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Performance Analysis: The Cost of Stack Overflow Indexes

Ayende Rahien examines the relevant costs incurred while implementing different indexes on the Stack Overflow data dump in RavenDB.

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In this post, we are going to look at the relevant costs that we have when testing out different indexes on the stack overflow data dump. In this case, we have the following two collections and sample documents from each.


The first index we’ll look at is a simple full-text index, simply mapping the users and asking to search over their data.


This index is pretty simple, both in how it works and what it would cause RavenDB to do. We do a simple scan over all the Users' documents, and just index those two properties. Nothing much to see here. Let's move on.

Here we have a map/reduce index over users to see how many sign ups StackOverflow had per month.


This gets more interesting as our performance analysis goes on. While a map-only index just needs to spill everything to Lucene and let it do its work (more on that later), a map/reduce index has to keep track of quite a lot of internal states. And as it runs out, the costs associated with the index vary according to what it does and the access pattern it has.

In this case, we’re going to be scanning the users in roughly the order they were inserted into the database, and that would match pretty closely to the aggregation by the registration month. That means that this is likely to be a pretty cheap index since we scan the data and it is mostly going to be naturally grouped along the same lines that we are going to group it. It means that the working set we’ll need for this index is going to be fairly small. Once we have passed by a particular month, we won’t be accessing it again.

The number of reduce keys (the distinct number of values that we group by) is also going to be fairly small, in the order of 100 keys or so.

Now, let us move to a more complex index:


This one is aggregating information over questions twice: once for the questions and once for the answers. In terms of sheer amount of data it works on, it is pretty big. However, in terms of actual work that is done, we still somewhat benefit so significantly from the ordering of the data. This is the case since while questions and answers are usually temporally close to one another, that isn’t always the case. That said, for the vast majority of cases, we’re likely to see quite a bit of locality, which will help the index. There is also the fact that we still have very few reduce key, only about 100 or so, which also helps.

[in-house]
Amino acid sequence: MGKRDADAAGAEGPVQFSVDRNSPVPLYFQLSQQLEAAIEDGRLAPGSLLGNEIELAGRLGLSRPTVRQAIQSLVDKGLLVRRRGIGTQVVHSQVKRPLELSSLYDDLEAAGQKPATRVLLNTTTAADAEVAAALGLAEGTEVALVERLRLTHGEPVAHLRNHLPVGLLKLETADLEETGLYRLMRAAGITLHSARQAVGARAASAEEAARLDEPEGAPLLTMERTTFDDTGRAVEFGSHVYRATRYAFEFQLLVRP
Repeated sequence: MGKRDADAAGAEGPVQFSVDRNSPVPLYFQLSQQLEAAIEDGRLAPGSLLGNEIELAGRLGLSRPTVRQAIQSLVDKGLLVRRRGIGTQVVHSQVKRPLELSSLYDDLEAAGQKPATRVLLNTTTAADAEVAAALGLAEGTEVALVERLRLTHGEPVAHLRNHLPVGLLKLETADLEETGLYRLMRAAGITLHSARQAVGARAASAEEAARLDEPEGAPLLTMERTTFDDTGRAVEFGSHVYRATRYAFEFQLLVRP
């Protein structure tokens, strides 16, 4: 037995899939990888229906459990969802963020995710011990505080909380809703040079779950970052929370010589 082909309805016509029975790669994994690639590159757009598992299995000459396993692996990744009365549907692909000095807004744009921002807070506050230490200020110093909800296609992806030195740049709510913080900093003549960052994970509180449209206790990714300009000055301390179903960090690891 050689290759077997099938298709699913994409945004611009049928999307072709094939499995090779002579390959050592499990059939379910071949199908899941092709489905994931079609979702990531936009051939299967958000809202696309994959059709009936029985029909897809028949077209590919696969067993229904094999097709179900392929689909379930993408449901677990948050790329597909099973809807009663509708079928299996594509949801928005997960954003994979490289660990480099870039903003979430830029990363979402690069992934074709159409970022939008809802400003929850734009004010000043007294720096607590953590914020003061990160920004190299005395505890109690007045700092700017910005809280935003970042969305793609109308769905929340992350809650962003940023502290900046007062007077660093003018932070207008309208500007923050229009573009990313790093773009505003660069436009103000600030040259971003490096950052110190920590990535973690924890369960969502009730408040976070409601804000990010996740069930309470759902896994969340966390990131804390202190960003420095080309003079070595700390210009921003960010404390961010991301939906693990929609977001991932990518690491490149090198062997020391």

Now we are talking about putting the db through its paces. The problem here is that we are scanning all the indexes and outputting an entry for each tag. There are 46,564 tags, and in total this index outputs 37,122,139 entries. However, there are just 3,364 tags that have more than a thousand questions and they are responsible for 32,831,961 of the questions. So, while there is a significantly long tail, it is pretty small in terms of the actual number of questions.

Note that we are still scanning in a manner consistent with the index, so we’ll typically go over a set of questions that all belong to the same month. Each month will have roughly three million questions (obviously less the further back in time we go). So, complex - but not too badly so. The number of reduce keys will be in the hundreds of thousands, but the number of entries per reduce key will be relatively small.

This one, however, is much more problematic:


On the face of it, it looks like it would be a simpler index than the previous two, but it lacks a very important property, it isn’t actually limited by anything related to the scanning order we have. What this means is that whenever we will scan the data for this index, we are going to find a lot of tags, so each batch will have to touch a lot of reduce keys. They are going to be big reduce keys (with lots of entries), so that means that we’ll need to re-reduce large number of large reduce keys often.

Effectively, this index is forcing us to scatter values all over the place, then aggregate all the information about each of those values. It is likely to be one of the worst scenarios with which for us to. Now that we have the groundwork laid out, we can talk about how we are actually going to approach performance optimizations here.

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Published at DZone with permission of Ayende Rahien, DZone MVB. See the original article here.

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